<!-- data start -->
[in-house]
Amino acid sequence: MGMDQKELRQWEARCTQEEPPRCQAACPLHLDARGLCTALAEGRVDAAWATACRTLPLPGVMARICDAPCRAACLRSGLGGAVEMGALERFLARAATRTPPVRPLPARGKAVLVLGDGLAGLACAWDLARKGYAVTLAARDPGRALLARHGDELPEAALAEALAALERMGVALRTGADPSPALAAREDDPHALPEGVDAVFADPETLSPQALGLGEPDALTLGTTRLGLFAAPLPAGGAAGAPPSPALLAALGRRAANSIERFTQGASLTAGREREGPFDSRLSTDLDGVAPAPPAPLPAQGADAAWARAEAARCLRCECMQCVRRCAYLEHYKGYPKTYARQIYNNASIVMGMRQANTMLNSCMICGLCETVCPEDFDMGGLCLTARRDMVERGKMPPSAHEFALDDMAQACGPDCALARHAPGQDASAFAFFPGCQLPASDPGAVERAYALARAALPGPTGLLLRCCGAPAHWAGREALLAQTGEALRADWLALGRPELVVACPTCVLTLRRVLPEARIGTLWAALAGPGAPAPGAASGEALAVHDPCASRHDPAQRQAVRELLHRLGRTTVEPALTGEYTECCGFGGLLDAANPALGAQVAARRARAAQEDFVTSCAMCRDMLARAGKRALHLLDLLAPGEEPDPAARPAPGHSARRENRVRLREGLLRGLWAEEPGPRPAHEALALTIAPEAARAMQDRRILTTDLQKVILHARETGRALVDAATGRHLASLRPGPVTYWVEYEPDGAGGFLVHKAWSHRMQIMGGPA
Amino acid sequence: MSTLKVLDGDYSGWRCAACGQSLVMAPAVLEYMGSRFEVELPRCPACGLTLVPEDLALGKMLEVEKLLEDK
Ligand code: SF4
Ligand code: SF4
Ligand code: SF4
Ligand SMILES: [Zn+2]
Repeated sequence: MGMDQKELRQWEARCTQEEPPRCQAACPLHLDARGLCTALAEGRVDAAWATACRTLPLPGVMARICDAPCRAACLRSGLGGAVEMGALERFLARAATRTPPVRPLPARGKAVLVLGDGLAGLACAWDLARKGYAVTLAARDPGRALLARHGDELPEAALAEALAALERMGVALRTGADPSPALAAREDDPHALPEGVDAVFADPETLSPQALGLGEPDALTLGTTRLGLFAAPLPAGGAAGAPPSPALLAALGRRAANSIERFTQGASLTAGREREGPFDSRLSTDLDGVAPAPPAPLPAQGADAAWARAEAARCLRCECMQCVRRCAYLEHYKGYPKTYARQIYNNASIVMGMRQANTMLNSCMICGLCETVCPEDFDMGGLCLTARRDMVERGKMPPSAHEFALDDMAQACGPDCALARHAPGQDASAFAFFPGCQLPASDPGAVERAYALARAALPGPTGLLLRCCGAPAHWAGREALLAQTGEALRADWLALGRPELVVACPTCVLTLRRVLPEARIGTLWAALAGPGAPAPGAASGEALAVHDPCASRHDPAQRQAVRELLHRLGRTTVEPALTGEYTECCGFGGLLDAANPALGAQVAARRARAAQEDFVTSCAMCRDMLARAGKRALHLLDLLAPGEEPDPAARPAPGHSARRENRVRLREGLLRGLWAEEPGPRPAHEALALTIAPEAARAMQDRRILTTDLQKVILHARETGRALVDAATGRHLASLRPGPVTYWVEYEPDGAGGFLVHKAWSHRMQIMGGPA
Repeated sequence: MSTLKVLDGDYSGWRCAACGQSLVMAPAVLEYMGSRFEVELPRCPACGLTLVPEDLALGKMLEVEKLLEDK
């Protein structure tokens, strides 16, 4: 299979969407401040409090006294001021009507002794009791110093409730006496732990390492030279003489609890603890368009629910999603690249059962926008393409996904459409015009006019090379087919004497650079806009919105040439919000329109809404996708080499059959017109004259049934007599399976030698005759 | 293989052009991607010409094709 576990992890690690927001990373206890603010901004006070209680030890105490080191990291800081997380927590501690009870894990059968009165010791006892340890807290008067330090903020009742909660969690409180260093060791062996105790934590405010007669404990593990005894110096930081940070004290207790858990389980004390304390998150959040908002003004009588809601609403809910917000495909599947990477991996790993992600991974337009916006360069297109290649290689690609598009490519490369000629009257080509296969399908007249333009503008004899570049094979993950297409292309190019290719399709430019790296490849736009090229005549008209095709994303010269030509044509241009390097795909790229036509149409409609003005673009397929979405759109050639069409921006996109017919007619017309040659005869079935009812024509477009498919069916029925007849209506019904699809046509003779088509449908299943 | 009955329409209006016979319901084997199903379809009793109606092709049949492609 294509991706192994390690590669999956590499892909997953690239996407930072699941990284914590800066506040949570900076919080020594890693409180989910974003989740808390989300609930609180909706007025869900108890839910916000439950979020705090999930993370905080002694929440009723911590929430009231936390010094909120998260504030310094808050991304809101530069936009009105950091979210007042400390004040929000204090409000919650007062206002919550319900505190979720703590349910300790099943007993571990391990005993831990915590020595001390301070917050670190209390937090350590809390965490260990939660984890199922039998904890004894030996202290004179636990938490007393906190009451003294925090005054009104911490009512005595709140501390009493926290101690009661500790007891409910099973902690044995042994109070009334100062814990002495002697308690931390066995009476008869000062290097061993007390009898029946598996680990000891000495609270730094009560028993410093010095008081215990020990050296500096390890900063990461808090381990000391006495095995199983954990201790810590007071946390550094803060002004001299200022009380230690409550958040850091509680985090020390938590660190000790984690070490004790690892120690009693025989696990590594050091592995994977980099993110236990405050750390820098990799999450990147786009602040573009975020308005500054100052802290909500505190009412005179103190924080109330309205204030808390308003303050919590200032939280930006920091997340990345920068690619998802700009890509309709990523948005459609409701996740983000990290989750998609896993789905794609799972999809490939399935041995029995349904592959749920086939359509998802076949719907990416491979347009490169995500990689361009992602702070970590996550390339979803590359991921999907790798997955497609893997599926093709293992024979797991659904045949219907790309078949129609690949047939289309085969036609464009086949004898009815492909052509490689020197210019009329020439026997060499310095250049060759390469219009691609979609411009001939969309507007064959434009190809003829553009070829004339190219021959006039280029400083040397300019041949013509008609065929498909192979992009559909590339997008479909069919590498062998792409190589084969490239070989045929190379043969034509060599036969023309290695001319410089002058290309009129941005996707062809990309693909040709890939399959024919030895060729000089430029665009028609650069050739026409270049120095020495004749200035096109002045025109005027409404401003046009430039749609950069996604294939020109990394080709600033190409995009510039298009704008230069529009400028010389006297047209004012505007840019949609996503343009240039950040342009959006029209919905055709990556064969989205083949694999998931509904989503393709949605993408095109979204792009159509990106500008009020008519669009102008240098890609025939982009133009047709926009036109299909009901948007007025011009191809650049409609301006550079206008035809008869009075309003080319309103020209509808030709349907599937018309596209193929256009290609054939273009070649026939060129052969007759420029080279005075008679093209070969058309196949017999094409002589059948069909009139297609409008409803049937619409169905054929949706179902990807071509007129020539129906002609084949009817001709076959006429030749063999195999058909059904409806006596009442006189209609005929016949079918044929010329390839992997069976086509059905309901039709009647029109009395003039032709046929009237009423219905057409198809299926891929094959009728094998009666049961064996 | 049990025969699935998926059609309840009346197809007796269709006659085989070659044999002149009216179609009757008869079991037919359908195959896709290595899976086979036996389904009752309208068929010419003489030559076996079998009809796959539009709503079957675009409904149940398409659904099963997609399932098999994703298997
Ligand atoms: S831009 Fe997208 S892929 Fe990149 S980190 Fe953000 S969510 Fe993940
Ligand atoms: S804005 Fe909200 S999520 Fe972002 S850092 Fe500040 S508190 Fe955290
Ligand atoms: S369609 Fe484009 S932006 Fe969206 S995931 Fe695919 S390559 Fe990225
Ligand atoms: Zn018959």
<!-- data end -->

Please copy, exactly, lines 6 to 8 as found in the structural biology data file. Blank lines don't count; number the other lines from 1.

Ligand code: SF4
Ligand SMILES: [Zn+2]
Repeated sequence: MGMDQKELRQWEARCTQEEPPRCQAACPLHLDARGLCTALAEGRVDAAWATACRTLPLPGVMARICDAPCRAACLRSGLGGAVEMGALERFLARAATRTPPVRPLPARGKAVLVLGDGLAGLACAWDLARKGYAVTLAARDPGRALLARHGDELPEAALAEALAALERMGVALRTGADPSPALAAREDDPHALPEGVDAVFADPETLSPQALGLGEPDALTLGTTRLGLFAAPLPAGGAAGAPPSPALLAALGRRAANSIERFTQGASLTAGREREGPFDSRLSTDLDGVAPAPPAPLPAQGADAAWARAEAARCLRCECMQCVRRCAYLEHYKGYPKTYARQIYNNASIVMGMRQANTMLNSCMICGLCETVCPEDFDMGGLCLTARRDMVERGKMPPSAHEFALDDMAQACGPDCALARHAPGQDASAFAFFPGCQLPASDPGAVERAYALARAALPGPTGLLLRCCGAPAHWAGREALLAQTGEALRADWLALGRPELVVACPTCVLTLRRVLPEARIGTLWAALAGPGAPAPGAASGEALAVHDPCASRHDPAQRQAVRELLHRLGRTTVEPALTGEYTECCGFGGLLDAANPALGAQVAARRARAAQEDFVTSCAMCRDMLARAGKRALHLLDLLAPGEEPDPAARPAPGHSARRENRVRLREGLLRGLWAEEPGPRPAHEALALTIAPEAARAMQDRRILTTDLQKVILHARETGRALVDAATGRHLASLRPGPVTYWVEYEPDGAGGFLVHKAWSHRMQIMGGPA